hair wars is a celebration of detroit’s most creative black hairdressers
Christine Hahn's portraits capture the Afrocentric beauty movement's fantastical show at MoMA PS1.
Photography Christine Hahn
“My hair be lookin’ cold when my weave is in/We at the hair wars baby, we at it again.” This is the theme song of Hair Wars, an informal stage show showcasing the imaginative, fantastical designs of Detroit’s top black hairdressers. We’re not in Detroit anymore, however — the rap song is blaring out at Long Island City’s MoMA PS1, where Hair Wars is staging its latest showcase. Since 1985, the makeshift celebration of black creativity has taken place in Detroit nightclubs and venues, and by the 90s, held a seminal spot in Detroit’s black community. An archive video of a 90s show features models wearing sculptural, baroque weaves turned into spider-webs and The Eiffel Tower.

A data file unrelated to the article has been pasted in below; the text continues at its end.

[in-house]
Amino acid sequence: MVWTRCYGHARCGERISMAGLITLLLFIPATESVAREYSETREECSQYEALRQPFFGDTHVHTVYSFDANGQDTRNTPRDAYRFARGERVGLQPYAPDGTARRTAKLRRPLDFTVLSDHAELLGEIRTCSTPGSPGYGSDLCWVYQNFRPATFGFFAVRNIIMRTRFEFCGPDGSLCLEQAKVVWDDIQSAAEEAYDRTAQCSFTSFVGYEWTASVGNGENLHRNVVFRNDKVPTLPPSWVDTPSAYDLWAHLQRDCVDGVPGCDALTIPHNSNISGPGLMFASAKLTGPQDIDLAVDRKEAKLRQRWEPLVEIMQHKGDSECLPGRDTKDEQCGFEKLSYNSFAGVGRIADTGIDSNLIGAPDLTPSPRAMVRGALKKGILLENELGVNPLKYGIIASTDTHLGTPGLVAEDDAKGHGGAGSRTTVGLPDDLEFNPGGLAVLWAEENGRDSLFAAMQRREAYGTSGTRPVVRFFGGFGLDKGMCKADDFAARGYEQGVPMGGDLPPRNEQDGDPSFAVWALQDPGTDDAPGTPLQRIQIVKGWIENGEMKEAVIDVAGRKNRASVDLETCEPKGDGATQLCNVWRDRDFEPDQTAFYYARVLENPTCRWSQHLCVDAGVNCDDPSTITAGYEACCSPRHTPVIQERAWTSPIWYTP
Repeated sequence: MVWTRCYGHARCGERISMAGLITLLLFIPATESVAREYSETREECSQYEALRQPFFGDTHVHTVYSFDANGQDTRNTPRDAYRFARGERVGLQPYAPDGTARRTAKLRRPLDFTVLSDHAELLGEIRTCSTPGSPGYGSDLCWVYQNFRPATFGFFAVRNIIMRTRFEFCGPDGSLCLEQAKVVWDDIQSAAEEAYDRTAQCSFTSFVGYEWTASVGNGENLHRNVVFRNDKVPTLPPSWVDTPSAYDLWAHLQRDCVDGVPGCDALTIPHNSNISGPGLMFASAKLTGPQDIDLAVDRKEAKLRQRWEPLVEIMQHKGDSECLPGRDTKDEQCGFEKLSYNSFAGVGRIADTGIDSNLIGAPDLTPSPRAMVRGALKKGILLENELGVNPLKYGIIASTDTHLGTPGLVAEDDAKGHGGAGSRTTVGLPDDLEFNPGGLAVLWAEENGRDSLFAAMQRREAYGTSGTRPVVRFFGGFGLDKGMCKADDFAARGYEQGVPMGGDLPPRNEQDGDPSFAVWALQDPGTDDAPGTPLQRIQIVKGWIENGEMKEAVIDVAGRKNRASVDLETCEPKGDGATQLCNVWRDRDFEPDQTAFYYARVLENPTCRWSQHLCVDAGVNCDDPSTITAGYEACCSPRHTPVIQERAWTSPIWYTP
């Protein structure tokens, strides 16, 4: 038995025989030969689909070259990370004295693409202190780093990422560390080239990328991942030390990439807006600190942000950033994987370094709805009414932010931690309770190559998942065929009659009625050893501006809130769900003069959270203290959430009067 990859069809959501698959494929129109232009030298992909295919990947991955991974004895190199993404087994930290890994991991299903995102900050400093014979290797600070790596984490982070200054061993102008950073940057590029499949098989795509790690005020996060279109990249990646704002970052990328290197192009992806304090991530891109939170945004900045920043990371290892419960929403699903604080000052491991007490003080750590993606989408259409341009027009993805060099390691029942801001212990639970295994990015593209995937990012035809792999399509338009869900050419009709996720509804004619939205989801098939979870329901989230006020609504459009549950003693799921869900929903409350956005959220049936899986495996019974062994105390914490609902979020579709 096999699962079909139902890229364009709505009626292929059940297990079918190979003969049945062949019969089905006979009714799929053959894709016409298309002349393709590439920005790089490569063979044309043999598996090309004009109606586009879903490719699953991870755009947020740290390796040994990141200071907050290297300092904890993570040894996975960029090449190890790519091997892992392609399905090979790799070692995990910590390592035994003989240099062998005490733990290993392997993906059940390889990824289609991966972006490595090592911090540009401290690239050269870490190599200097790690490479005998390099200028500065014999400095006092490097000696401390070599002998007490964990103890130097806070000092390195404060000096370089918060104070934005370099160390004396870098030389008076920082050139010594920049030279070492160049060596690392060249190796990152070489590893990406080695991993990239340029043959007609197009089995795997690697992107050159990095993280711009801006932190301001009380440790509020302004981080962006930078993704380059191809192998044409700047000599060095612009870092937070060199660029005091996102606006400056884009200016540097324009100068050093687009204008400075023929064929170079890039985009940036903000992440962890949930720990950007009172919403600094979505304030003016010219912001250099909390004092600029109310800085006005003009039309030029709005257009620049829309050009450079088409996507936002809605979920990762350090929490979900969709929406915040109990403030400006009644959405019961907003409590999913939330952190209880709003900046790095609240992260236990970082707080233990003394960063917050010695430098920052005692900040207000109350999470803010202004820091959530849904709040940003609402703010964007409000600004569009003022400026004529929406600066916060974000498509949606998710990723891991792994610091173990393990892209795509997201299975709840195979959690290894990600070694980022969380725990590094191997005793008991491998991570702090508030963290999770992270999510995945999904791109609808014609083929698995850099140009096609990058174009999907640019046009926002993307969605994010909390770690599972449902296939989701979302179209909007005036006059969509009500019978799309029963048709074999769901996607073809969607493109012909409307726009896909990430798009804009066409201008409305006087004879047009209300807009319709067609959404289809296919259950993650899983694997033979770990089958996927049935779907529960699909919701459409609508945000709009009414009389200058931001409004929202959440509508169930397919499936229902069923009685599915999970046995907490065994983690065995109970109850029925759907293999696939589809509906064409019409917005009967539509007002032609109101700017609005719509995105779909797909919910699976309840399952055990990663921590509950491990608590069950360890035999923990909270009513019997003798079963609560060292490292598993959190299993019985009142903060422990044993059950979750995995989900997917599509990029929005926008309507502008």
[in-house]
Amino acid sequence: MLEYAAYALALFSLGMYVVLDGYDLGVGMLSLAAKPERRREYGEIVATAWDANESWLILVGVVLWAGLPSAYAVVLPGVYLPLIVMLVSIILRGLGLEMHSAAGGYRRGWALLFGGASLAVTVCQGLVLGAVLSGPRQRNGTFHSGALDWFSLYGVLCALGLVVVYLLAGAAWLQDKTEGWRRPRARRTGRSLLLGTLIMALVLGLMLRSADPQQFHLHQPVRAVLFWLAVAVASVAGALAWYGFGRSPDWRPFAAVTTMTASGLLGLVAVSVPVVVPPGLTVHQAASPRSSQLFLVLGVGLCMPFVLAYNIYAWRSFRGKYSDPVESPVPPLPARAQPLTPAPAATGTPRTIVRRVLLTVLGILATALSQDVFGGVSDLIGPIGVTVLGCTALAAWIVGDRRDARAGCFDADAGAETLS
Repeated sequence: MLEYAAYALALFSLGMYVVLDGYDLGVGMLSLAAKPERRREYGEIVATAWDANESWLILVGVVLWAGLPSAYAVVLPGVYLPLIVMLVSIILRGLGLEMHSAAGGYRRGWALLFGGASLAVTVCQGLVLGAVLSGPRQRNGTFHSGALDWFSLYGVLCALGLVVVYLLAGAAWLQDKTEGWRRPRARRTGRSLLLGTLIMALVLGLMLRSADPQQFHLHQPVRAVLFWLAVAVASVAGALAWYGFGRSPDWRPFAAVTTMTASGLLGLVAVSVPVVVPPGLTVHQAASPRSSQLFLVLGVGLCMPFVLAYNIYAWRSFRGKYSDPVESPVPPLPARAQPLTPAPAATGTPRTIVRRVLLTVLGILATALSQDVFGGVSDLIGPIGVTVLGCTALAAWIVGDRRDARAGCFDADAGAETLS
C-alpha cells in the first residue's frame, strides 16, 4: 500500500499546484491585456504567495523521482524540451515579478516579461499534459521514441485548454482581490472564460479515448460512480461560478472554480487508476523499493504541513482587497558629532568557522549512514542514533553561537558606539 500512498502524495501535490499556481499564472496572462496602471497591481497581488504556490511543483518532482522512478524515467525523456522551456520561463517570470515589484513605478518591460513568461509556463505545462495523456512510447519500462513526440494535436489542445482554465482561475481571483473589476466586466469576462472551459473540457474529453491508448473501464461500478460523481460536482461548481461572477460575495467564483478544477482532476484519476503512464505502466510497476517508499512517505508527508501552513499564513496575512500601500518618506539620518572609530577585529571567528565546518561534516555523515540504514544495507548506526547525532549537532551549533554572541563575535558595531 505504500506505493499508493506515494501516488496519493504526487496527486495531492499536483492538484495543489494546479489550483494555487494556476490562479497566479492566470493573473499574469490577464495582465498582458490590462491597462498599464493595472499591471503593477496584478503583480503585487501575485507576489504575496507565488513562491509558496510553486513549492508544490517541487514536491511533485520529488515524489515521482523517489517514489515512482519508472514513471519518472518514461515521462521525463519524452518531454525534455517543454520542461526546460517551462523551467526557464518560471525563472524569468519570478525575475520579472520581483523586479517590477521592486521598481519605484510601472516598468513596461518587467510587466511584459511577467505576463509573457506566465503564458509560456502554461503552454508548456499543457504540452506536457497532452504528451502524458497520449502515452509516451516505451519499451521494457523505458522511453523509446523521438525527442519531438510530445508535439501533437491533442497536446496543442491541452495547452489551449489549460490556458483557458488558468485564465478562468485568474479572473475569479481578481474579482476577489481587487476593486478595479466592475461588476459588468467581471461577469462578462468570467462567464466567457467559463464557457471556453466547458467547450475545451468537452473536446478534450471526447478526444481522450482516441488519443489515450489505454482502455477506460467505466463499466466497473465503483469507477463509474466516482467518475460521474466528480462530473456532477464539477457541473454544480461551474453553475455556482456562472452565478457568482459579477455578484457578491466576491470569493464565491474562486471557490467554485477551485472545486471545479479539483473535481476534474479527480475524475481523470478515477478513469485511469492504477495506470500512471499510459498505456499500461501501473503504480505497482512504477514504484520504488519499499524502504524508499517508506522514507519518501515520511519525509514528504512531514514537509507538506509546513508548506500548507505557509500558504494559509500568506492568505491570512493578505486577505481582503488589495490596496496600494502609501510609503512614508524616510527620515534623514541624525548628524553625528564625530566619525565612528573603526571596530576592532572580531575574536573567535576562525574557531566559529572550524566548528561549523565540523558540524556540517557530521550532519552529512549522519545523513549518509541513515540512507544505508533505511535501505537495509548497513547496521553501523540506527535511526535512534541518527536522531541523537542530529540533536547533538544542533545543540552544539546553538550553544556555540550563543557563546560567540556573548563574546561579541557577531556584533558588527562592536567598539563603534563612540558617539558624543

Hair Wars was celebrated by the art community on Sunday, when it staged the most unapologetically black event MoMA PS1 has probably ever hosted. i-D was there to capture the otherworldly hair creations of legendary Detroit hairstylists Wishbone, Dave Ray “The Beauty Surgeon,” Keith Matthews, and Joanne Petit-Frere. Witness how weaves and black hair can be turned into sculptures just as surreal as a Picasso bust, or classically beautiful as Michelangelo's David. These designs might not be natural hair, but that doesn’t mean they are not just as beautiful.
This article originally appeared on i-D US.